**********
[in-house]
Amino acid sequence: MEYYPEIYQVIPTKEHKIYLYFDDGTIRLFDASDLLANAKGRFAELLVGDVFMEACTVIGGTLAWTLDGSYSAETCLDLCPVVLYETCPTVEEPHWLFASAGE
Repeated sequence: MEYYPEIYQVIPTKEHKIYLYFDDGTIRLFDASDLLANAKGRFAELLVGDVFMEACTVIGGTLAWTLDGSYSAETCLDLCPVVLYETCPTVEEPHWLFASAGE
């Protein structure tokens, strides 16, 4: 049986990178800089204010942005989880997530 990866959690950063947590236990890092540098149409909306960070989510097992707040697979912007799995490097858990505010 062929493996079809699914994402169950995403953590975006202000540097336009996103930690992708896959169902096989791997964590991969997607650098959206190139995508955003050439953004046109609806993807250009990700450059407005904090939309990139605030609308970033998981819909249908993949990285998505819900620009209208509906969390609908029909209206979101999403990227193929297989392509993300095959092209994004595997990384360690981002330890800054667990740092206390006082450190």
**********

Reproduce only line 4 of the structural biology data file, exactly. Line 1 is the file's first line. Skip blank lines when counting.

């Protein structure tokens, strides 16, 4: 049986990178800089204010942005989880997530 990866959690950063947590236990890092540098149409909306960070989510097992707040697979912007799995490097858990505010 062929493996079809699914994402169950995403953590975006202000540097336009996103930690992708896959169902096989791997964590991969997607650098959206190139995508955003050439953004046109609806993807250009990700450059407005904090939309990139605030609308970033998981819909249908993949990285998505819900620009209208509906969390609908029909209206979101999403990227193929297989392509993300095959092209994004595997990384360690981002330890800054667990740092206390006082450190």